In this case of a 34-year-old American conductor making his debut with the LSO it seemed likely that James Gaffigan would use the occasion to try and impress orchestra and audience alike with an immediate demonstration of virtuoso podium brilliance. So often has La mer been grievously mistreated as an orchestral showpiece. To Gaffigan’s great credit we heard an acutely sensitive, refined and subtly nuanced performance. There was no doubting his control of the orchestra, particularly in the way he generally kept dynamic levels down to the point where Debussy’s unique instrumental timbres were allowed to make natural and maximum effect. The work’s strong but often reserved expression and sense of awe and mystery were beautifully conveyed, and this approach meant that when the big climaxes came they made a proper impact. It was a good idea to present the work as a whole, with only the shortest of breaks between the three movements.
It was quite charming to see Gaffigan’s modest platform demeanour after this performance and throughout the evening: he seemed more intent on applauding members of the LSO than in acknowledging applause himself. Modesty was not shown by Yuja Wang, who arrived on the platform in the shortest dress that can ever have been worn by a serious classical artist, with alarmingly dangerous-looking stiletto shoes. Fortunately this footwear didn’t seem to hamper the pianist’s pedalling. Here was a case of appearance being completely deceptive, since we were treated to a feast of virtuosity and imaginative artistry. Prokofiev’s long first movement, which can sometimes seem too long in the wrong hands, was played in wonderfully characterful fashion by Yuja, who showed a combination of poetry and beautiful tone in the more reflective passages, and astonishing power and dexterity in the virtuoso writing. She sailed through the brief scherzo with nonchalant brilliance, and her pungent account of the march-like third movement was succeeded by a finale that once more showed a combination of sensitivity and brilliance. Throughout, Gaffigan and the LSO were ideal, expert partners.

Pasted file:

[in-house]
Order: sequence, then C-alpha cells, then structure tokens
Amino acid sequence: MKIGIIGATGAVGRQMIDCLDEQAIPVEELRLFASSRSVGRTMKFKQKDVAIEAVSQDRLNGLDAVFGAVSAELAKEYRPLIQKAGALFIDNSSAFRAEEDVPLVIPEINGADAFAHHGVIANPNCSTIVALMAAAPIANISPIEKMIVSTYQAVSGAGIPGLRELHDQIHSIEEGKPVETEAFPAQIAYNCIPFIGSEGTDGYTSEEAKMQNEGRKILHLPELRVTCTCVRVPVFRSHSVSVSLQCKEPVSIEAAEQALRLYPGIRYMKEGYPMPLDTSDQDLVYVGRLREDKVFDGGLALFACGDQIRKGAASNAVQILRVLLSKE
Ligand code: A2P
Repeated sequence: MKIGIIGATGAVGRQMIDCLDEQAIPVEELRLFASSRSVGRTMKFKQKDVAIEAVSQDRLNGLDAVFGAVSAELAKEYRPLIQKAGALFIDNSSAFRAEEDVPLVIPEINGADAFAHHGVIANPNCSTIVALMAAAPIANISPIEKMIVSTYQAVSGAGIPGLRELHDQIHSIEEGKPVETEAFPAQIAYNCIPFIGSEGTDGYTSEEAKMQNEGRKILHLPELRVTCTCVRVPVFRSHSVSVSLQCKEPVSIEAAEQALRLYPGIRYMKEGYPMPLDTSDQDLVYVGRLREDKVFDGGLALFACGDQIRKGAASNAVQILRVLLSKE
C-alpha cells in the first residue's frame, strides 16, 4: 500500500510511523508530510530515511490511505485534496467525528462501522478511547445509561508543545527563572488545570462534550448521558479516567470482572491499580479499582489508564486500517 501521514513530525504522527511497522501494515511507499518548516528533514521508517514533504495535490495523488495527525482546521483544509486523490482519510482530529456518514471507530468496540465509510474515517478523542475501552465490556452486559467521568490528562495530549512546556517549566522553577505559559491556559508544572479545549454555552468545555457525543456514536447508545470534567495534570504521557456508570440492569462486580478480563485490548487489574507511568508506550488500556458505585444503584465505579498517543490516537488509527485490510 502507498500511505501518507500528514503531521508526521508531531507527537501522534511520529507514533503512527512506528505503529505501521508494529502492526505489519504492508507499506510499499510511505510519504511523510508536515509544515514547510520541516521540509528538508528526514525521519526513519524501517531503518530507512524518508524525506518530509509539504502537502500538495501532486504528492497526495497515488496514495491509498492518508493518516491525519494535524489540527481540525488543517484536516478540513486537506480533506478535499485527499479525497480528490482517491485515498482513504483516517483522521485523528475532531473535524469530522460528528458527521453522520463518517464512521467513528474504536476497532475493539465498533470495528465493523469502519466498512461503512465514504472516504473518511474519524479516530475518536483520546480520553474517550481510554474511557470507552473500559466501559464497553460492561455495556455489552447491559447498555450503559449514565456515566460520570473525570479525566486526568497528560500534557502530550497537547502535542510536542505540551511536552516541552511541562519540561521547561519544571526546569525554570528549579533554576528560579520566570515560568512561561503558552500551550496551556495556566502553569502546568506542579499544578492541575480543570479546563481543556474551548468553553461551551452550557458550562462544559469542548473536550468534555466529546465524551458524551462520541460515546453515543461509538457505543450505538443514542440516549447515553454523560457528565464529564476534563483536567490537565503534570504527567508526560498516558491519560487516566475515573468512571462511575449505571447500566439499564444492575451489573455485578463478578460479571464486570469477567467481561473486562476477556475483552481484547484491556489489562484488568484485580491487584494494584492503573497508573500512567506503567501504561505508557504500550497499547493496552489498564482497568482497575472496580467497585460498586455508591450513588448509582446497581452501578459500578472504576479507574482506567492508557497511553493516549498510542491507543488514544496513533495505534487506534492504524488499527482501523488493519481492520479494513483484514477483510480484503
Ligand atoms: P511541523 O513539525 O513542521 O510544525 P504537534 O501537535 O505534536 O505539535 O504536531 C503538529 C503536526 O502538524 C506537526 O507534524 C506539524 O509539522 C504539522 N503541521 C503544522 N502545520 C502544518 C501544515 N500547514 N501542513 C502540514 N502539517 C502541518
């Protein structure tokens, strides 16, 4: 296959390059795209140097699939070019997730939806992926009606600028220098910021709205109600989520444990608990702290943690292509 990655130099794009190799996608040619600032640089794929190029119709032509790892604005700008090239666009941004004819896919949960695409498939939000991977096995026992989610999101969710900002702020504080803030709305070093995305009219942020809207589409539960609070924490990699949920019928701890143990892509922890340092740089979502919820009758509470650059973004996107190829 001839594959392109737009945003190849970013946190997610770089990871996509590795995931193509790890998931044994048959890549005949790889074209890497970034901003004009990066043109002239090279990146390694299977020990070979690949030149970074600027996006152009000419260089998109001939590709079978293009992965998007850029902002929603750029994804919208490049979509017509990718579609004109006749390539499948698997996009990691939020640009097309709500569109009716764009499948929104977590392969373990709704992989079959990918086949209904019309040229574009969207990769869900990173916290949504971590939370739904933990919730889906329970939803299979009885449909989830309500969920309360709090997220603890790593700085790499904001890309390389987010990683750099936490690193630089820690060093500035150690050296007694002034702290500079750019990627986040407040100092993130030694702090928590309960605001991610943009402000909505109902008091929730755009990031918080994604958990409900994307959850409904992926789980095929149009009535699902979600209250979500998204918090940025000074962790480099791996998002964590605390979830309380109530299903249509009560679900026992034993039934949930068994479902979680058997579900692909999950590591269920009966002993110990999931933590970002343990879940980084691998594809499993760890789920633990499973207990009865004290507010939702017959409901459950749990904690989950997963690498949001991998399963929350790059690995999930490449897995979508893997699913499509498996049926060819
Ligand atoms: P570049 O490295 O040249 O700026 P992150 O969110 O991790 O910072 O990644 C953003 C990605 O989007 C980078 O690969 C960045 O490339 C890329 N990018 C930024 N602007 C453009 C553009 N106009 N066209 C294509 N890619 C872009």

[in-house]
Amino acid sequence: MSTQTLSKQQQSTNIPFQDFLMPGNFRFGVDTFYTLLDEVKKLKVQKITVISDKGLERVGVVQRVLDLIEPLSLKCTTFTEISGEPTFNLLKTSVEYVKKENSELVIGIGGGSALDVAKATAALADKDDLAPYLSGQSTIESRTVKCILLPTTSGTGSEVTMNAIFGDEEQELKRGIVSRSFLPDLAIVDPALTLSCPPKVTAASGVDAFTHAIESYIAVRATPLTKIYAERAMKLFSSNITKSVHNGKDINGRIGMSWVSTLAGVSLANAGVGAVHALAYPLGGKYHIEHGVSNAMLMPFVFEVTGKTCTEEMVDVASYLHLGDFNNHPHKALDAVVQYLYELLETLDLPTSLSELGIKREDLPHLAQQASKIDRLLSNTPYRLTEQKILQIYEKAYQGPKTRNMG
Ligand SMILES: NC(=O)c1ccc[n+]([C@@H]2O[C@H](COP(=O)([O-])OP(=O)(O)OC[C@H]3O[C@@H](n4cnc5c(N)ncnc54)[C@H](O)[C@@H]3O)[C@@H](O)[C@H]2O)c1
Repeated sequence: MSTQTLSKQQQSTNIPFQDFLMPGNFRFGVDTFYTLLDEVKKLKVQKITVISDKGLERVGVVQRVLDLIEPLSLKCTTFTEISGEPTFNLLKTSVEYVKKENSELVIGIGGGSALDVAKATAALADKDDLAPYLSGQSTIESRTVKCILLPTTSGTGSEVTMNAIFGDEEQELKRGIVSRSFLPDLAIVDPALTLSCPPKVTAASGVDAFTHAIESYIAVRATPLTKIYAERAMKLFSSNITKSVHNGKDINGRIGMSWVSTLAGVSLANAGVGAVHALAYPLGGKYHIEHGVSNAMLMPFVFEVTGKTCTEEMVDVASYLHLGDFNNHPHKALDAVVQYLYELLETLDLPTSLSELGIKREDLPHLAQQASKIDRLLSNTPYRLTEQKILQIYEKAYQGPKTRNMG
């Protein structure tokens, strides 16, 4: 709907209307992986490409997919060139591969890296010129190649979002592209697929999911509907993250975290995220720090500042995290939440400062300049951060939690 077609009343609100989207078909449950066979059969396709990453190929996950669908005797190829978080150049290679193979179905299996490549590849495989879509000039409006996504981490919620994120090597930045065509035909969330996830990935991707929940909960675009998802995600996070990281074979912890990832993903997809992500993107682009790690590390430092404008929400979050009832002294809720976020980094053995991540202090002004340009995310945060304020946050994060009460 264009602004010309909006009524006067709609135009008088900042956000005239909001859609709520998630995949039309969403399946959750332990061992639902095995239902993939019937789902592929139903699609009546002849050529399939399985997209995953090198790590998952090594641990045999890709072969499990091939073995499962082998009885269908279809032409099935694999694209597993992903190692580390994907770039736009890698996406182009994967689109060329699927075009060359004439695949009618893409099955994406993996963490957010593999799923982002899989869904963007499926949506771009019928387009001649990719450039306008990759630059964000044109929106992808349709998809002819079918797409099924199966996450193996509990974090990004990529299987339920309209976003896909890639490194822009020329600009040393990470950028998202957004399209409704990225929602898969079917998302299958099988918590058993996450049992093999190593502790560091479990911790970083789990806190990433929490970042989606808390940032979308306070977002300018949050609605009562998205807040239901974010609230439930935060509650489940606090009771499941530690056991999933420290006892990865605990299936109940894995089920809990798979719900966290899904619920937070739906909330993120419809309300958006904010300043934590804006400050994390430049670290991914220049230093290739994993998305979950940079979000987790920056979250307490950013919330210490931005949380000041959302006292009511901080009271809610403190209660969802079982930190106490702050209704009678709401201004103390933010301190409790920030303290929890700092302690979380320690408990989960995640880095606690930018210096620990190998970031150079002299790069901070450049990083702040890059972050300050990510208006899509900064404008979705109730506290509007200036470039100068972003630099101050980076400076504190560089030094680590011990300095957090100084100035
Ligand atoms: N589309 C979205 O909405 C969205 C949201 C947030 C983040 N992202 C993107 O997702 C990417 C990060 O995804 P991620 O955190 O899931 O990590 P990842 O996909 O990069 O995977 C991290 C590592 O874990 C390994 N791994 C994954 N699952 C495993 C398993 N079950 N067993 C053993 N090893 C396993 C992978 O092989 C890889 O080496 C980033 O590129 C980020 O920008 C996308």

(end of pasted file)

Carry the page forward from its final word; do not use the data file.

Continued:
If the second part of the concert was less satisfactory this was not at all Gaffigan’s fault, since his direction of Ravel’s score was by turns eloquent and full of energy. But the First Suite is an unsatisfactory entity, whose music makes a limited impact away from the complete score, even with the presence of the violent ‘Danse guerrière’: in the Interlude the absence of the wordless chorus makes the music seem bare and inconsequential. No wonder that it is never performed without Suite No.2, which comprises the last third of the ballet and does of course work well on its own, even without the vocal contribution. But, it was a good concert, and Gaffigan could justifiably be well pleased with his LSO debut.